18. The computer program product of claim 17 further comprising instructions for causing a computer system to: notify market participant systems of the adjusted volatility threshold.

19. An apparatus for releasing a security for trading in a trading venue, the apparatus comprising: a server; a processing unit in data communication with the server, wherein the processing unit is configured to: determine volatility in prices of quotations for a security before the security is released for trading; compare the determined volatility to a volatility threshold; calculate an adjusted price of the quotations based on the output of the determined volatility in the prices; and send a message to release the security for trading, with the security having the adjusted price that is based on the outcome of comparing.

20. The apparatus of claim 19 wherein the processing unit is further configured to: select a volatility threshold appropriate for current conditions present in the trading venue.

21. The apparatus of claim 19 wherein the processing unit being configured to determine volatility in prices of quotations further comprises the processing unit being configured to: calculate a difference between the prices of quotations for the security and a reference price for the security.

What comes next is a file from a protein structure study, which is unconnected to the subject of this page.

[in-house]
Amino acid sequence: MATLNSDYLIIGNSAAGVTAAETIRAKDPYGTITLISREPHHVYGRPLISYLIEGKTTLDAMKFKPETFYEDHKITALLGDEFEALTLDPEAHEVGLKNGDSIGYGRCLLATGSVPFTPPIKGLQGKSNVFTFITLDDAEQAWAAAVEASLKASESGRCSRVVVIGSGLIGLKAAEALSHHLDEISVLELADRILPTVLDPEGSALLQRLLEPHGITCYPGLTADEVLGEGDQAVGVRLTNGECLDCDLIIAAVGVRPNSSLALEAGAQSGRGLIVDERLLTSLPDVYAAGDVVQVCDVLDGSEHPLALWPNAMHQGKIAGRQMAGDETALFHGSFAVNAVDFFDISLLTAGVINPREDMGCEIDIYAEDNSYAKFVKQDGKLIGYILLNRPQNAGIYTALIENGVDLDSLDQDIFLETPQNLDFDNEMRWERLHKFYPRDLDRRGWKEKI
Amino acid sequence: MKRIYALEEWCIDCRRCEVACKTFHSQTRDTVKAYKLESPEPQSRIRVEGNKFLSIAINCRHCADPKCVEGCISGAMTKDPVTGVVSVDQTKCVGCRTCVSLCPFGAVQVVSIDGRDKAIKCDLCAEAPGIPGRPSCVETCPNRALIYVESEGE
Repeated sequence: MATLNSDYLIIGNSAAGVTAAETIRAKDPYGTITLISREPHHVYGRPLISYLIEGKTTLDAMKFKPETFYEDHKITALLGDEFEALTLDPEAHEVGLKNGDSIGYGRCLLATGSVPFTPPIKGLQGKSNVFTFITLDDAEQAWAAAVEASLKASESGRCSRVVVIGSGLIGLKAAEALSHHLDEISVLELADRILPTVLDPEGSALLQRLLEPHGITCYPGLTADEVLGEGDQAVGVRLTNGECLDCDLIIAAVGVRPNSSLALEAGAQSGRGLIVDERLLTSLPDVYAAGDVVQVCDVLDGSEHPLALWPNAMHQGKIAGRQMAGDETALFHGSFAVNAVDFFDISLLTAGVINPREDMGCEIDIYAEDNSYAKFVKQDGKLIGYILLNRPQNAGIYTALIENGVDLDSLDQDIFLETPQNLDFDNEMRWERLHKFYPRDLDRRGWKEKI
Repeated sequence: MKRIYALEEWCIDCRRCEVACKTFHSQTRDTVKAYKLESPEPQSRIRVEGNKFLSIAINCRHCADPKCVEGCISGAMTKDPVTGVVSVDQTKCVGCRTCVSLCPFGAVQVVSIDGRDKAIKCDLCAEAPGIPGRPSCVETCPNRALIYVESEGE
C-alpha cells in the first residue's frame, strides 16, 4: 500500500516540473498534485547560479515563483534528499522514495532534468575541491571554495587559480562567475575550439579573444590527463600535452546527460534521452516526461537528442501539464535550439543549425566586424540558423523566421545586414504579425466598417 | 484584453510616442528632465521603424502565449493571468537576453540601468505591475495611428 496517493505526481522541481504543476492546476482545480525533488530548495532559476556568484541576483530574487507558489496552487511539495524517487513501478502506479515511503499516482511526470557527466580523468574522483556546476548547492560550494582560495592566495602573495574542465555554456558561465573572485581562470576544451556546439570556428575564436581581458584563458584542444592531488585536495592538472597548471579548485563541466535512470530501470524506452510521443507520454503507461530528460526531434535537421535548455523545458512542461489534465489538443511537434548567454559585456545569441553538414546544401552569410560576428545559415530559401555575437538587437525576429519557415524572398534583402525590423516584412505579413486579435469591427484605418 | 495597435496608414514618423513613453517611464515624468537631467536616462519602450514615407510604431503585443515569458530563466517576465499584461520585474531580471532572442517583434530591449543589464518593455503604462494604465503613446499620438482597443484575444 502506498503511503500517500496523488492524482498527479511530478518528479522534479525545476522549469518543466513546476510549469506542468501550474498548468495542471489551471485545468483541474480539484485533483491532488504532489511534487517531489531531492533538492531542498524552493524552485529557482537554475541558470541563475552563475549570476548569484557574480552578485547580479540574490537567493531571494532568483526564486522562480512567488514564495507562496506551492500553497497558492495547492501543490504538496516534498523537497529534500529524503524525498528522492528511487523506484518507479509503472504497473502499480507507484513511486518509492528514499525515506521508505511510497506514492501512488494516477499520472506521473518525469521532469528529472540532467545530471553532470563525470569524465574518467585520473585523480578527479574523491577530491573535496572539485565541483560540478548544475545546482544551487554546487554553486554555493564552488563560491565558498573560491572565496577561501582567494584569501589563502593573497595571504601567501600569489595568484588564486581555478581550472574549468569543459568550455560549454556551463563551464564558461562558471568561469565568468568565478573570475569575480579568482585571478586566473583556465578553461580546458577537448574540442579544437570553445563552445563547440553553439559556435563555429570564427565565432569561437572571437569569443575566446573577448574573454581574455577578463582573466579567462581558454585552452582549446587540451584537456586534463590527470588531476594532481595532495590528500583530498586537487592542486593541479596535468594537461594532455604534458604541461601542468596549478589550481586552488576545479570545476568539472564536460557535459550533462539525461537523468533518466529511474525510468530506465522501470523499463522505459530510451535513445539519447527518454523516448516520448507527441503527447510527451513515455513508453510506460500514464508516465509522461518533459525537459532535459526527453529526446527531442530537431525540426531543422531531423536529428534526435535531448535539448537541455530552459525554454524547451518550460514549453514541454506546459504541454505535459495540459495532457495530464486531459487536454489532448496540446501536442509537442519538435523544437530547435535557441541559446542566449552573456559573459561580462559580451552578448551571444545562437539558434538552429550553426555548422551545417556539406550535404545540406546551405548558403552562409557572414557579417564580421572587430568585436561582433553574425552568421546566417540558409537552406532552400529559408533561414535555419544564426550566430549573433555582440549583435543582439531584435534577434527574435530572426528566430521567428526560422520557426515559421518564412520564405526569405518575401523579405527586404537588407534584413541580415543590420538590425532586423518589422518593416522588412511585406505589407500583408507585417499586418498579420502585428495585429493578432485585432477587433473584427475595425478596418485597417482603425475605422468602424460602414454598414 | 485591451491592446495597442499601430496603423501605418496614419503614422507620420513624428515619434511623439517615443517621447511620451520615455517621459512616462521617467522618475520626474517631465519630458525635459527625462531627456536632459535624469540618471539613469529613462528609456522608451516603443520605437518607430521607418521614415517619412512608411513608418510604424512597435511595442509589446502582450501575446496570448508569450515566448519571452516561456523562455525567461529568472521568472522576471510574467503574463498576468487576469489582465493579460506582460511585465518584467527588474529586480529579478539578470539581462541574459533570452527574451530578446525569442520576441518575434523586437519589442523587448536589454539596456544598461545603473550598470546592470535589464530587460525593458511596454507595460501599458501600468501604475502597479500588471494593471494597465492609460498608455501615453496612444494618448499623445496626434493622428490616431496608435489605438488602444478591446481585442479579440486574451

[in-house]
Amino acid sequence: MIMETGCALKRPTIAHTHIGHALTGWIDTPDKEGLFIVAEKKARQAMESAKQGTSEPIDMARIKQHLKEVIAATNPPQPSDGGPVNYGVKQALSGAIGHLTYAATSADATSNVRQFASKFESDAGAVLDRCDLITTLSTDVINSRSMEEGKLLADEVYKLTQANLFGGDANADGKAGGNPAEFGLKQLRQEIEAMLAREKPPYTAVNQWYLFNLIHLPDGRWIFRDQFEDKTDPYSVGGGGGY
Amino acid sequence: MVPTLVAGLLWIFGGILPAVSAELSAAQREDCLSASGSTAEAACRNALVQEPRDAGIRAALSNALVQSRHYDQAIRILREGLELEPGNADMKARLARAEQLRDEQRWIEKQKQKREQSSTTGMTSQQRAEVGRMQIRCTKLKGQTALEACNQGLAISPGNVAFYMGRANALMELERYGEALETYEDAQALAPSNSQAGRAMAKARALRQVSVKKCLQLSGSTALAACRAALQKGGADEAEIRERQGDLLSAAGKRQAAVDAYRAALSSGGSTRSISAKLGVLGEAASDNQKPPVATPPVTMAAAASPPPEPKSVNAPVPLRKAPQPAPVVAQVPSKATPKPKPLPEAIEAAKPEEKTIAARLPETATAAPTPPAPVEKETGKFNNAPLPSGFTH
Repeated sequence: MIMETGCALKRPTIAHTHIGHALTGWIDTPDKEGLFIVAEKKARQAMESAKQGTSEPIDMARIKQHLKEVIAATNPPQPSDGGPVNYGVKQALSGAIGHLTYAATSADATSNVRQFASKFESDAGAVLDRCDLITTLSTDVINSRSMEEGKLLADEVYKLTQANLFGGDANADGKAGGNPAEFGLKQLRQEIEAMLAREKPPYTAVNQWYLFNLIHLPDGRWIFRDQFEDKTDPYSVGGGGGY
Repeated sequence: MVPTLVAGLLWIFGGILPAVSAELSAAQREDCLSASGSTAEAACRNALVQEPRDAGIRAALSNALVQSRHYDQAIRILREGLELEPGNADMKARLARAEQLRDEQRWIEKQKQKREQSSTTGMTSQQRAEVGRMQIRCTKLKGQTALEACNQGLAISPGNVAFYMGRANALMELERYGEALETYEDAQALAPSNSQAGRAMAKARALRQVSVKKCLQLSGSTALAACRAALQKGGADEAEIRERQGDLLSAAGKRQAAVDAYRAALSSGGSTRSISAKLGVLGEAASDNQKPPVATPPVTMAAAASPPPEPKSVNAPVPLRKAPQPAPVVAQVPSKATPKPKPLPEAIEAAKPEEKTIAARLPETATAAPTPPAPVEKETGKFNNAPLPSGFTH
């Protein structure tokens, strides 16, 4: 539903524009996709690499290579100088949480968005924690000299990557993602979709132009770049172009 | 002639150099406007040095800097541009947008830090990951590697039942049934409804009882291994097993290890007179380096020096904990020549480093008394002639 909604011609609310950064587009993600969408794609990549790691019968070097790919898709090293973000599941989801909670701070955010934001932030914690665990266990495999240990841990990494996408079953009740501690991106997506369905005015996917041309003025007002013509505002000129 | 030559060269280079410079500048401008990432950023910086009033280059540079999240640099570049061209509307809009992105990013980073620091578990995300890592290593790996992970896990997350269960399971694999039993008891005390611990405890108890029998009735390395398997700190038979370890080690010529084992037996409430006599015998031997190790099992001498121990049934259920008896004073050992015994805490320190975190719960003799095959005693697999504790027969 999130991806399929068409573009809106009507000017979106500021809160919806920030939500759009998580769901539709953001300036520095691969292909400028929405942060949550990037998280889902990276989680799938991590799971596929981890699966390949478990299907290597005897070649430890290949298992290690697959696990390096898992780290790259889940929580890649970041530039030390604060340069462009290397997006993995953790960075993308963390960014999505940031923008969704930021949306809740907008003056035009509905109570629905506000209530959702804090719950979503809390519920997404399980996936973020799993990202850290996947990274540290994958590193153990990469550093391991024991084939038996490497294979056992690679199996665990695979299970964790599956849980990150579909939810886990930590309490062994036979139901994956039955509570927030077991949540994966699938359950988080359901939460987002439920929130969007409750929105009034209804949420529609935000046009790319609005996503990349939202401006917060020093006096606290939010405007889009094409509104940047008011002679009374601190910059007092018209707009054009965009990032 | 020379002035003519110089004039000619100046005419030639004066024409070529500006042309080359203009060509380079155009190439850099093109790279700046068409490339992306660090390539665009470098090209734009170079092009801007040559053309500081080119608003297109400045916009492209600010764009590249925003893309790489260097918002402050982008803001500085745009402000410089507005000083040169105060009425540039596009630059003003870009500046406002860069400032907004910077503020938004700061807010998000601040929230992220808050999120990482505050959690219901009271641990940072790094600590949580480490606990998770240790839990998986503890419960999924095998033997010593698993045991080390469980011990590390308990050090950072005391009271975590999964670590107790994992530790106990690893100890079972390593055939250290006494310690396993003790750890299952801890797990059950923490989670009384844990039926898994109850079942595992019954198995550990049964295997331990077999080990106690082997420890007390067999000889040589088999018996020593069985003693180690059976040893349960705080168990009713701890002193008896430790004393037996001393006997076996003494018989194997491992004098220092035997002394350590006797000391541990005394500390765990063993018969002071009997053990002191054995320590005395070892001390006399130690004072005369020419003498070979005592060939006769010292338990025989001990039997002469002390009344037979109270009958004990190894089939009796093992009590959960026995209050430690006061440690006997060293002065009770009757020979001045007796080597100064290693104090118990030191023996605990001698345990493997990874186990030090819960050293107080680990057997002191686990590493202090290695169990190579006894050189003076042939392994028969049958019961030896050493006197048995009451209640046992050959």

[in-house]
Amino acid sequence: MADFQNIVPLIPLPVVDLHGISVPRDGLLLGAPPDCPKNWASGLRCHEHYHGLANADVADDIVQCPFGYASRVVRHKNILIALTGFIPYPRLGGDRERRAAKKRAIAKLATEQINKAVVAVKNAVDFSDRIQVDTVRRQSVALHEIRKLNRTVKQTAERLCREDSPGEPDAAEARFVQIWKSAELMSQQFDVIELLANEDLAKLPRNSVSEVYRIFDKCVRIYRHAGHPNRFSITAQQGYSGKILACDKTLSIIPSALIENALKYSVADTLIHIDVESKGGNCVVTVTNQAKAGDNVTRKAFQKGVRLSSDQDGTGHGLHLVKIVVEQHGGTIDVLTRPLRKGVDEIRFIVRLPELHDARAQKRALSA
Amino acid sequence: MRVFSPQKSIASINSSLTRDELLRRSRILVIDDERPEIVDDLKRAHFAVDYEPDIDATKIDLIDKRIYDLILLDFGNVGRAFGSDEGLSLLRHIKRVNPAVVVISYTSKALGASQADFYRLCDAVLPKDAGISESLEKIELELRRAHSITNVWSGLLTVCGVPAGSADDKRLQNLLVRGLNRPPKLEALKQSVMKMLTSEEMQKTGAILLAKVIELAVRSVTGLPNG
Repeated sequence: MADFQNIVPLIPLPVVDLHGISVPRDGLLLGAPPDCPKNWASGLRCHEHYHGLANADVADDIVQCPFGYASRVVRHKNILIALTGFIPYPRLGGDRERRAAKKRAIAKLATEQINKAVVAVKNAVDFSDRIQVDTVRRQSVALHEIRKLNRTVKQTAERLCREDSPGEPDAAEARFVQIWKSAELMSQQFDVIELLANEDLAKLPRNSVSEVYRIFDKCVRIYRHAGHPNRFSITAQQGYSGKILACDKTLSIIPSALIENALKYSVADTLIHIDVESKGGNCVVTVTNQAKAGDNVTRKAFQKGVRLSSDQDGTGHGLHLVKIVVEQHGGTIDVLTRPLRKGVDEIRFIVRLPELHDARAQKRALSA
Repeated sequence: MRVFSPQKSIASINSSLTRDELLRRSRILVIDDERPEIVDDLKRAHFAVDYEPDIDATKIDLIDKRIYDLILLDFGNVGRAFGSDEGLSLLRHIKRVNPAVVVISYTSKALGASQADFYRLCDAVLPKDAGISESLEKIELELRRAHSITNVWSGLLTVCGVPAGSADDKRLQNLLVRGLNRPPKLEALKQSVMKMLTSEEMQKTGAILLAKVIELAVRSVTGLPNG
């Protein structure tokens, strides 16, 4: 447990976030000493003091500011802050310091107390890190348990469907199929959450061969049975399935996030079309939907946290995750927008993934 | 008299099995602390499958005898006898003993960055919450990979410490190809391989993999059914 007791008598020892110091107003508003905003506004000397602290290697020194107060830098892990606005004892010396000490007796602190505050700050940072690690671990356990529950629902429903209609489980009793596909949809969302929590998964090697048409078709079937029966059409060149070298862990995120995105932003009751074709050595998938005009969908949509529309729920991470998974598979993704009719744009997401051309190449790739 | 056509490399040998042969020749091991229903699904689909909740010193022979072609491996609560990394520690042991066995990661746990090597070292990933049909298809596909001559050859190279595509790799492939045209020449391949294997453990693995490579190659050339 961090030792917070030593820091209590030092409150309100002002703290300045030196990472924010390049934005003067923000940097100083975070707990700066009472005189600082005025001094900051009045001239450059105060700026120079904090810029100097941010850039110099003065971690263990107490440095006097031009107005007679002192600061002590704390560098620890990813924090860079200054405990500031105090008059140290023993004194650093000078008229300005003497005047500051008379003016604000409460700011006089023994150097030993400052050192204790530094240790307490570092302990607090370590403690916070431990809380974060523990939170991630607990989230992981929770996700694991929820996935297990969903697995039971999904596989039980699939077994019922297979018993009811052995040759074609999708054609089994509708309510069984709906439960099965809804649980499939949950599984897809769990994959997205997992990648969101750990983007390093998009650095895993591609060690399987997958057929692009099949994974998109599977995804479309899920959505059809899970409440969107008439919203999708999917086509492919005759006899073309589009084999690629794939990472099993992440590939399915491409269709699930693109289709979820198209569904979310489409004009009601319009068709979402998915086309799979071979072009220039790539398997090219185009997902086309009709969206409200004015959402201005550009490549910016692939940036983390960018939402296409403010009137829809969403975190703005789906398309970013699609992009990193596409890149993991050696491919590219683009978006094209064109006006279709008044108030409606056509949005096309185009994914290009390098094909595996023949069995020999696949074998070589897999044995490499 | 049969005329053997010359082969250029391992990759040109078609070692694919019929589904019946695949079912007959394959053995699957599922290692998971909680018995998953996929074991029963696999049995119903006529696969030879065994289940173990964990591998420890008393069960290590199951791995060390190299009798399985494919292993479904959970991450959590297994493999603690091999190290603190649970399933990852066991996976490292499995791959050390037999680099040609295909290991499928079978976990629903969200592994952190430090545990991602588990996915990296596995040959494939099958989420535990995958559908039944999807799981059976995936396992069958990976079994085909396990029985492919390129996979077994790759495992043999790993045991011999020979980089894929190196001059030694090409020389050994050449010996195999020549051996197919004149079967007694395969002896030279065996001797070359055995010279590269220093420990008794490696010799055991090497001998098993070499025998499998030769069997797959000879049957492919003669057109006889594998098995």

22. The apparatus of claim 19 wherein the adjusted price is a last available order price that is below the volatility threshold.

23. The apparatus of claim 19 wherein the adjusted price is a maximum threshold price.

24. The apparatus of claim 19 wherein the adjusted price is a reference price.

25. The apparatus of claim 19 wherein the adjusted price is the last disseminated price.

26. The apparatus of claim 19 wherein the processing unit is further configured to: adjust the volatility threshold based on market conditions.

27. The apparatus of claim 26 wherein the processing unit is further configured to: notify market participant systems of the adjusted volatility threshold.

28. A computer implemented method for determining the price of a derivative, the method comprising: determining volatility in prices of quotations for a derivative before the derivative is released for trading; comparing the determined volatility to a volatility threshold; calculating an adjusted price of the quotations based on the output of the determined volatility in the prices; and sending a message to release the derivative for trading, with the derivative having the adjusted price that is based on the outcome of comparing.